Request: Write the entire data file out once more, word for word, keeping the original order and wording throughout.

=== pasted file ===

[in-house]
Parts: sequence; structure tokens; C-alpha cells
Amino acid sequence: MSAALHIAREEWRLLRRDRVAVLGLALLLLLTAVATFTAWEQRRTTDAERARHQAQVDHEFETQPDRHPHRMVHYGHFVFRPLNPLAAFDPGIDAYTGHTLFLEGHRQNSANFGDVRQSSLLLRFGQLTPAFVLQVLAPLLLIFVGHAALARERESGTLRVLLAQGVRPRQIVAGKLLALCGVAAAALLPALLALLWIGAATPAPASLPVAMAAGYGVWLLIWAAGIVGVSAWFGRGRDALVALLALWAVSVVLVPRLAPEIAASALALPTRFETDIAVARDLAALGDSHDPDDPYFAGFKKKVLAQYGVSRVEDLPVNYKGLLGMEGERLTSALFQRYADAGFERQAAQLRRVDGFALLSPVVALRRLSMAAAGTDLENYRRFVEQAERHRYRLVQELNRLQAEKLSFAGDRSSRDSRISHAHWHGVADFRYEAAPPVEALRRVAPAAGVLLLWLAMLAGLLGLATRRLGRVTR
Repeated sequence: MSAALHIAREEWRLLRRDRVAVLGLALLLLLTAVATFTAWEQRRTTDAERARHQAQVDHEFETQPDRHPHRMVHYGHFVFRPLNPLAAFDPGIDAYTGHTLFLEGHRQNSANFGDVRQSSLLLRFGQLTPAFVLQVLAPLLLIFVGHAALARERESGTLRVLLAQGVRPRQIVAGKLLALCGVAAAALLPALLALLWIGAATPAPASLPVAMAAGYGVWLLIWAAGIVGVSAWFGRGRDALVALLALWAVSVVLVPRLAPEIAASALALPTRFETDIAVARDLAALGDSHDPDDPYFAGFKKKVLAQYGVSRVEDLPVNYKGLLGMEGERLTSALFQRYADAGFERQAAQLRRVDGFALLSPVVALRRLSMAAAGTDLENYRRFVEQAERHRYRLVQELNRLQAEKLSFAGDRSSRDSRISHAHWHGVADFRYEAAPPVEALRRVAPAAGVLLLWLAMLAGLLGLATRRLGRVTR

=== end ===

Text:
[in-house]
Parts: sequence; structure tokens; C-alpha cells
Amino acid sequence: MSAALHIAREEWRLLRRDRVAVLGLALLLLLTAVATFTAWEQRRTTDAERARHQAQVDHEFETQPDRHPHRMVHYGHFVFRPLNPLAAFDPGIDAYTGHTLFLEGHRQNSANFGDVRQSSLLLRFGQLTPAFVLQVLAPLLLIFVGHAALARERESGTLRVLLAQGVRPRQIVAGKLLALCGVAAAALLPALLALLWIGAATPAPASLPVAMAAGYGVWLLIWAAGIVGVSAWFGRGRDALVALLALWAVSVVLVPRLAPEIAASALALPTRFETDIAVARDLAALGDSHDPDDPYFAGFKKKVLAQYGVSRVEDLPVNYKGLLGMEGERLTSALFQRYADAGFERQAAQLRRVDGFALLSPVVALRRLSMAAAGTDLENYRRFVEQAERHRYRLVQELNRLQAEKLSFAGDRSSRDSRISHAHWHGVADFRYEAAPPVEALRRVAPAAGVLLLWLAMLAGLLGLATRRLGRVTR
Repeated sequence: MSAALHIAREEWRLLRRDRVAVLGLALLLLLTAVATFTAWEQRRTTDAERARHQAQVDHEFETQPDRHPHRMVHYGHFVFRPLNPLAAFDPGIDAYTGHTLFLEGHRQNSANFGDVRQSSLLLRFGQLTPAFVLQVLAPLLLIFVGHAALARERESGTLRVLLAQGVRPRQIVAGKLLALCGVAAAALLPALLALLWIGAATPAPASLPVAMAAGYGVWLLIWAAGIVGVSAWFGRGRDALVALLALWAVSVVLVPRLAPEIAASALALPTRFETDIAVARDLAALGDSHDPDDPYFAGFKKKVLAQYGVSRVEDLPVNYKGLLGMEGERLTSALFQRYADAGFERQAAQLRRVDGFALLSPVVALRRLSMAAAGTDLENYRRFVEQAERHRYRLVQELNRLQAEKLSFAGDRSSRDSRISHAHWHGVADFRYEAAPPVEALRRVAPAAGVLLLWLAMLAGLLGLATRRLGRVTR